Bord na Móna transport workers to take action over pay cuts of 'up to €110 a week'

Union says workers' anger has been 'intensified' by company's recent profit announcement

Bord na Móna transport workers to take action over pay cuts of 'up to €110 a week'

File photo: RollingNews.ie

Bord na Móna (BNM) transport staff have backed industrial action in response to unilateral pay cuts imposed by the semi-state company, according to the union representing workers.

SIPTU said rail workers voted by 94% to 6% in favour of action, while their colleagues in the road section supported the move by 96% to 4%. 

According to the union, around 100 transport employees have seen wage cuts of up to 12% as part of productivity measures forced through by the company. Affected staff are said to have lost as much as €110 a week as a result.

SIPTU organiser John Regan said: “This vote for industrial action resulted from management unilaterally imposing a 12% pay cut on our members.

"This has resulted in workers’ weekly wages being reduced by up to €110 a week. This outrageous cut comes after a period of eight years in which these workers have not received any pay increases.

“The anger the workers feel concerning their cut in pay has been intensified by the announcement last week that the company’s end of the financial year net profit was more than €17 million and BNM board chairman John Horgan stating that it has paid the government €67 million in dividends since 2007.”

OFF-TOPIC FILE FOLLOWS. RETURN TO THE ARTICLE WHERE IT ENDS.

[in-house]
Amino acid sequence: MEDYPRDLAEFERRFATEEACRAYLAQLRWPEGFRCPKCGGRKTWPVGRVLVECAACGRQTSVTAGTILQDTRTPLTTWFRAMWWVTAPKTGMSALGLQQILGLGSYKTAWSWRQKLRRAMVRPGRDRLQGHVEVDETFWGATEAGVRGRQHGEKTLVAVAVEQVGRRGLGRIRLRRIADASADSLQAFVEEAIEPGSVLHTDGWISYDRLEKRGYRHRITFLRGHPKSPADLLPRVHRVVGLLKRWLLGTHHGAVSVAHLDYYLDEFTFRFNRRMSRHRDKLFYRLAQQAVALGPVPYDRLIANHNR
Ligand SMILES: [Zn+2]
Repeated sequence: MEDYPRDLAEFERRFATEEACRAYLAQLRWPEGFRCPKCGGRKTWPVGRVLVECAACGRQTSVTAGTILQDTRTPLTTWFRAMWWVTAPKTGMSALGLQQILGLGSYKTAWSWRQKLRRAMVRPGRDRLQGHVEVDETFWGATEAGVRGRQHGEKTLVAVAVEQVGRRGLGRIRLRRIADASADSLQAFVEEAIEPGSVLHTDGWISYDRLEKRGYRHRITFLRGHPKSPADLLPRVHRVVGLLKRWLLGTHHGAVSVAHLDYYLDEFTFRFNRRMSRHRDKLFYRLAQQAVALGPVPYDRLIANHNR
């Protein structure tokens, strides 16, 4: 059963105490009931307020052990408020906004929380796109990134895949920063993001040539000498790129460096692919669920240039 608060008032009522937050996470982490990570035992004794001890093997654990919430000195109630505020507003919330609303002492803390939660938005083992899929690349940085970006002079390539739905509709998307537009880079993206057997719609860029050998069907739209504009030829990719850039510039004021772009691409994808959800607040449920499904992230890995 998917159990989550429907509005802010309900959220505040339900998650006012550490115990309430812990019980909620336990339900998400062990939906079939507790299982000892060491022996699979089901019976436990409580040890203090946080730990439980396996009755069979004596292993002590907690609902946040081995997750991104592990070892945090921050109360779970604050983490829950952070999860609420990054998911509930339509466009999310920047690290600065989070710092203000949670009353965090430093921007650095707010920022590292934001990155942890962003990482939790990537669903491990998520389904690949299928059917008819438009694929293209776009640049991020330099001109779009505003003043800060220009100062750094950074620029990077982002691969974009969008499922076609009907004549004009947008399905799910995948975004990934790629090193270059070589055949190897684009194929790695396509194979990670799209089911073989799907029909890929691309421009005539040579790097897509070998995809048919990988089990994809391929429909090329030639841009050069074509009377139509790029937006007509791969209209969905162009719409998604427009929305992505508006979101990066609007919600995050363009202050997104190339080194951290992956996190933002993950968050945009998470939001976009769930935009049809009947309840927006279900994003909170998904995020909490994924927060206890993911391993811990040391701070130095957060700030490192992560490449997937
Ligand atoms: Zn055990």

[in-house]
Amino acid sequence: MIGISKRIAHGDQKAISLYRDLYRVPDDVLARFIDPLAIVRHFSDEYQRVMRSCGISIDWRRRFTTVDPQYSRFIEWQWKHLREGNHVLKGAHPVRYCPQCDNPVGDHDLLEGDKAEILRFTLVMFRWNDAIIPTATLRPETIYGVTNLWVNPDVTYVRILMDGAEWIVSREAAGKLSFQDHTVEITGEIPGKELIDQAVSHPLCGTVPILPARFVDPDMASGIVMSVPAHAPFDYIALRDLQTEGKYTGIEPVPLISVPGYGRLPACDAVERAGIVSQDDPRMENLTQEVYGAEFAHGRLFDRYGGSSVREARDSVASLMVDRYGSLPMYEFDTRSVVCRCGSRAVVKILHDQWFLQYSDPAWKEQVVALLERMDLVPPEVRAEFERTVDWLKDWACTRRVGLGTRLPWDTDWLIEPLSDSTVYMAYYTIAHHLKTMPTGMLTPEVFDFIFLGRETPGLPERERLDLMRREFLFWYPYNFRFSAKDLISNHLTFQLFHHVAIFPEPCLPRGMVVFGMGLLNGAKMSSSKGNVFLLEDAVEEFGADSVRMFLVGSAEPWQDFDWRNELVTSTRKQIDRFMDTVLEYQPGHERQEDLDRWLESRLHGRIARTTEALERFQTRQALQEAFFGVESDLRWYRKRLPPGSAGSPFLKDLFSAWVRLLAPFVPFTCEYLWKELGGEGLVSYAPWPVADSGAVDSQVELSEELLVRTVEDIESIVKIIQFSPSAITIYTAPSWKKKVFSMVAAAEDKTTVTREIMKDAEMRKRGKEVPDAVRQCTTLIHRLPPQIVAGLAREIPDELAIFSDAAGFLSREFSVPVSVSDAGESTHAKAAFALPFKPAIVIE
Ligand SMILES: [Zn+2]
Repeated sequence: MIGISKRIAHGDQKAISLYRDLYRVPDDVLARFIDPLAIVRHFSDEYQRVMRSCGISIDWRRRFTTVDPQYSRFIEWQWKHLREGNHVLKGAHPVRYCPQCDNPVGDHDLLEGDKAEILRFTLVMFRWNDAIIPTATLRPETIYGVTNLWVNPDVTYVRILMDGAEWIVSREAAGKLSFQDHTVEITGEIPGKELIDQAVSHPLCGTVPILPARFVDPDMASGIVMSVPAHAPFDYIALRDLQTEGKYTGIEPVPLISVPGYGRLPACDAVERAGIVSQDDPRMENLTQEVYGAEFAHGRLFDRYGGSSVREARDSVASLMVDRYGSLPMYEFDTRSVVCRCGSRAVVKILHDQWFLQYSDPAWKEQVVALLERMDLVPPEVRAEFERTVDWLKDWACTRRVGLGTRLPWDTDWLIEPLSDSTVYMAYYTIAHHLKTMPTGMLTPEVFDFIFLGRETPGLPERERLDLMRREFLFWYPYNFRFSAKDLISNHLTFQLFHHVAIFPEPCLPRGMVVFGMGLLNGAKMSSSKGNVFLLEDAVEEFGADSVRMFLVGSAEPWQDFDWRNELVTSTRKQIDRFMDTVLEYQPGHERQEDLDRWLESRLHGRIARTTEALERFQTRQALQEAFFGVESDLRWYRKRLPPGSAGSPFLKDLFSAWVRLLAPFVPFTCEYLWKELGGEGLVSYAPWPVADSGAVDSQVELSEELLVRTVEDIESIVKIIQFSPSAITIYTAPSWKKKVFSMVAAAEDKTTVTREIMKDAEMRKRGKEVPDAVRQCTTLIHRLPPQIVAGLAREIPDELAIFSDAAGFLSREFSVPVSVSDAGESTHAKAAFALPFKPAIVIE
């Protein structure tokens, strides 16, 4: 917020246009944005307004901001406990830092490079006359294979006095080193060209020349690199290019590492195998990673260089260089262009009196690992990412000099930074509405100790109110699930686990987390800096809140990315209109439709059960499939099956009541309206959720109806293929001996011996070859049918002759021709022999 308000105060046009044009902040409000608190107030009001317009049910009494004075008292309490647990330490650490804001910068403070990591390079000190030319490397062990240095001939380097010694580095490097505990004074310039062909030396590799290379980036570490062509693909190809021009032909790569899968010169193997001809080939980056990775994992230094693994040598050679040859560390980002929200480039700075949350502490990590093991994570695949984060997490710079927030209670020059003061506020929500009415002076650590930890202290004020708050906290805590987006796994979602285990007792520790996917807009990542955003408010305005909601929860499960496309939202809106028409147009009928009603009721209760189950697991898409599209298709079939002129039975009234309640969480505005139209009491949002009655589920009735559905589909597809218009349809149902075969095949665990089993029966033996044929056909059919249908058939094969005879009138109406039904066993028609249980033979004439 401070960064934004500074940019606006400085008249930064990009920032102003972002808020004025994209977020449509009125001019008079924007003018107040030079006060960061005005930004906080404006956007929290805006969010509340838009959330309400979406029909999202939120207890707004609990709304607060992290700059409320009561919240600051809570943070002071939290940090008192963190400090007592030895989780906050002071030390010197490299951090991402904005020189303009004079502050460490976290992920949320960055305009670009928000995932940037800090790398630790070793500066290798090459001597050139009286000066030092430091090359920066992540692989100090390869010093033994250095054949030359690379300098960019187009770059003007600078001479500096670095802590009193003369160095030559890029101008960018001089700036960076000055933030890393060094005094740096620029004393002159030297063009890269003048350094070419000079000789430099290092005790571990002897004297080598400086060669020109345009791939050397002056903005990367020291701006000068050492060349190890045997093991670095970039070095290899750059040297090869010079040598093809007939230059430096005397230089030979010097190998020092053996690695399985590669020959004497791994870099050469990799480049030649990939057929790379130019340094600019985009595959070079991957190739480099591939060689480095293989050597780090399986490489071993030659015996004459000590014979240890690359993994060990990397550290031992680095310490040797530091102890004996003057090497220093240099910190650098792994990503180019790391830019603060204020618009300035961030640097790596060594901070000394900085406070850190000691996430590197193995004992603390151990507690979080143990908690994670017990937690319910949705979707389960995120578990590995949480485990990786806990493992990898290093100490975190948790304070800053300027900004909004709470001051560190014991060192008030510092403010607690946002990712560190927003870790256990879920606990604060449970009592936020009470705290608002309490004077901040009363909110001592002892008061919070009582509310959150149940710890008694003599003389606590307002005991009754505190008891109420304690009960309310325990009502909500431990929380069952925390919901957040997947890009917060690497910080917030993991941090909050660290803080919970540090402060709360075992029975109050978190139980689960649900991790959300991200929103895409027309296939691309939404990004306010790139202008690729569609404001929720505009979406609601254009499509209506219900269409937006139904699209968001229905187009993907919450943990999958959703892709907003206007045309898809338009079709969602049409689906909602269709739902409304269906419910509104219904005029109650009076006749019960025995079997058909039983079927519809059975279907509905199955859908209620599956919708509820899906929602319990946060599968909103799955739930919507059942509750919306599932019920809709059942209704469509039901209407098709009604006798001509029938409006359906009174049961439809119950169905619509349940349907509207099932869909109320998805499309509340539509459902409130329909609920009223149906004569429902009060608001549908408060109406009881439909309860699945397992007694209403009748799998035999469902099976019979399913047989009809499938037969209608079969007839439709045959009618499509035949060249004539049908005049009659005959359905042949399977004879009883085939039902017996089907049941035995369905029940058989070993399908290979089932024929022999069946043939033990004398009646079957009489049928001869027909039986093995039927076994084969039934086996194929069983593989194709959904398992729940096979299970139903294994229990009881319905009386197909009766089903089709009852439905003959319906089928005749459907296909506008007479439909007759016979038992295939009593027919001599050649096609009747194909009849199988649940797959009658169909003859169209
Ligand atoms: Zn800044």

BNM previously told Newstalk.com that the “relevant pay and reward provisions” were enacted in line with the terms of an agreement accepted by the group of unions at the company.

“Where clarification has been required, details are discussed in line with normal industrial relations procedures," it said. 

“Under the agreement, all existing lorry drivers will continue to be employed by the company with a number of people redeployed to other parts of the company.

BNM said it was “operating in line with established procedures and agreements”, adding that both sides had agreed that there would be “no industrial action” relating to matters covered in the deal,